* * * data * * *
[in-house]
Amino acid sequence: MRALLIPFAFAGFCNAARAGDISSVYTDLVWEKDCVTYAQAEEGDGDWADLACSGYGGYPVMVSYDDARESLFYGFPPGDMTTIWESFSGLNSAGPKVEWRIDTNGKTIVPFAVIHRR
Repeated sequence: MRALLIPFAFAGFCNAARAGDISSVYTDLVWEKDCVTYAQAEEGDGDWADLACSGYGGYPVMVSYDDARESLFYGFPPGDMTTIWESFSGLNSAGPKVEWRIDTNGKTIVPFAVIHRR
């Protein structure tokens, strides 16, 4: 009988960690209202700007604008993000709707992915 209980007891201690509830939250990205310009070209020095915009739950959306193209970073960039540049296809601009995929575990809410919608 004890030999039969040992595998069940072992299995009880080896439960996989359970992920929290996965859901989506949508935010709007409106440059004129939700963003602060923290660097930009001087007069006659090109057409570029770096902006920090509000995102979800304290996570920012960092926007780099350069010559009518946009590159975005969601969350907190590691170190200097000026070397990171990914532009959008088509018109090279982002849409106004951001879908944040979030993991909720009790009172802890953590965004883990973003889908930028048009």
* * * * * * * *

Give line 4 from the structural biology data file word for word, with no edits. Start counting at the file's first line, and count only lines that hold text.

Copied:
């Protein structure tokens, strides 16, 4: 009988960690209202700007604008993000709707992915 209980007891201690509830939250990205310009070209020095915009739950959306193209970073960039540049296809601009995929575990809410919608 004890030999039969040992595998069940072992299995009880080896439960996989359970992920929290996965859901989506949508935010709007409106440059004129939700963003602060923290660097930009001087007069006659090109057409570029770096902006920090509000995102979800304290996570920012960092926007780099350069010559009518946009590159975005969601969350907190590691170190200097000026070397990171990914532009959008088509018109090279982002849409106004951001879908944040979030993991909720009790009172802890953590965004883990973003889908930028048009």